A little while ago, I became desperate to find a solution to minimise the huge volume of bright, plastic kids toys that were taking over our home! We built our house pre-kids so when our architect asked us if we wanted a play room, we didn’t see the point ‘They can just play with toys in their room’, we thought… And then we had kids, ha ha.
I’m all for letting kids be kids but every zone of our home was getting taken over by toys. It was out of control and there was no where to contain the sea of toys taking over our home. Or so I thought!
When it all became too much, I knew I had to find somewhere to house some of the toys. That’s when it occurred to me that the space under our stairs was practically wasted. As a child, I loved my secret cubby and I knew Patrick would too!
Here’s how I transformed the space into a hidden under stair cubby and solved my problem of toy overload.
This space was very basic to begin with — concrete slab floor, raw plasterboard walls and unfinished MDF board ceiling from the staircase.
Steal the style: best playroom buys
How I created the cubby
To pretty the space up and make it safer for play, I added commercial carpet squares we had from another project. We put a cushioned underlay and then just placed these squares on top for instant flooring.
I painted the walls in the same colour as our interiors (‘Greyology 2’ from Haymes). And, I began painting the ceiling but found it incredibly challenging… not only was it a tight space, the raw MDF absorbed so much paint. Add to that the fact that it was a stepped surface instead of a flat ceiling and it was just too hard. So I gave up on the idea of painting and tried spray paint instead. Turns out that doesn’t work on MDF board. That’s when I had the idea to buy several metres of inexpensive white fabric and just staple gun a canopy to the ceiling. It took all of 5 minutes and I was thrilled with how it turned out! For ambience and additional lighting, I also attached fairy lights to the canopy.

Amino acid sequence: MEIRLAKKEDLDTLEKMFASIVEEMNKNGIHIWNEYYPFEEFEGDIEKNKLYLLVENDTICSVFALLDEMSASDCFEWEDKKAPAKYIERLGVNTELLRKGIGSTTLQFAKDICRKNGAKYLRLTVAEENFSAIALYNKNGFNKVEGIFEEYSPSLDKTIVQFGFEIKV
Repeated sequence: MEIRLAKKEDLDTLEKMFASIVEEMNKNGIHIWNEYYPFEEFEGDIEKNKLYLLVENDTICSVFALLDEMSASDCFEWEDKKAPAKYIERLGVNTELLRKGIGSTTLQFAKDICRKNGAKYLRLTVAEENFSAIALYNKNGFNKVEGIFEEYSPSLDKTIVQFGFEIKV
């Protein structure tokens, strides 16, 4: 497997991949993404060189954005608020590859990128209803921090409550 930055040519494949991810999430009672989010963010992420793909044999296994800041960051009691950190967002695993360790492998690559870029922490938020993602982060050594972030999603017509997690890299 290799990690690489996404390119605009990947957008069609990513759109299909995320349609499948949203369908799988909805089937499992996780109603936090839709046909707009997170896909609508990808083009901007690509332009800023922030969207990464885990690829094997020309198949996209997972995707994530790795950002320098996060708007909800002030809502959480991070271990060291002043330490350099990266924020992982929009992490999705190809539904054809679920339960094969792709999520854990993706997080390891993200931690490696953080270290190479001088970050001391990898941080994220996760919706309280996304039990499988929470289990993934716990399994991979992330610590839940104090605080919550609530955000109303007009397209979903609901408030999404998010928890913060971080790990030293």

With the main surface areas done, it was on to styling. I created a reading nook with scatter cushions and a floor rug underneath the stairs where the ceiling is especially low — a cosy little spot to curl up with books for magical story time. Next to this space, I added a picture shelf to hold books and placed several toy baskets below. The square bookshelf from Patrick’s room also fits in here to store some of his larger toys.
This was an incredibly easy project that helps to solve the problem of us not having a play room. We still have toys in other areas of our house but it’s a manageable amount.
As I hoped, Patrick loves his cubby and happily plays in here. Whenever guests come over (adults or children alike!), he takes them straight to his ‘secret cubby’. He especially loves the fairy lights and having a dedicated space for play.
I’ve also heard of parents doing a ‘toy rotation system’ where only 2-4 toys in each category are out at any one time, such as 2-4 trucks/vehicles, helping to keep toys organised and children interested in their toys, and this is another idea I might try soon.
I hope sharing our under stair cubby has given you some ideas if you’re also struggling with toy overload in your home. What other tips have you found helpful to minimise toys taking over your house? I’d love you to share them in the comments below.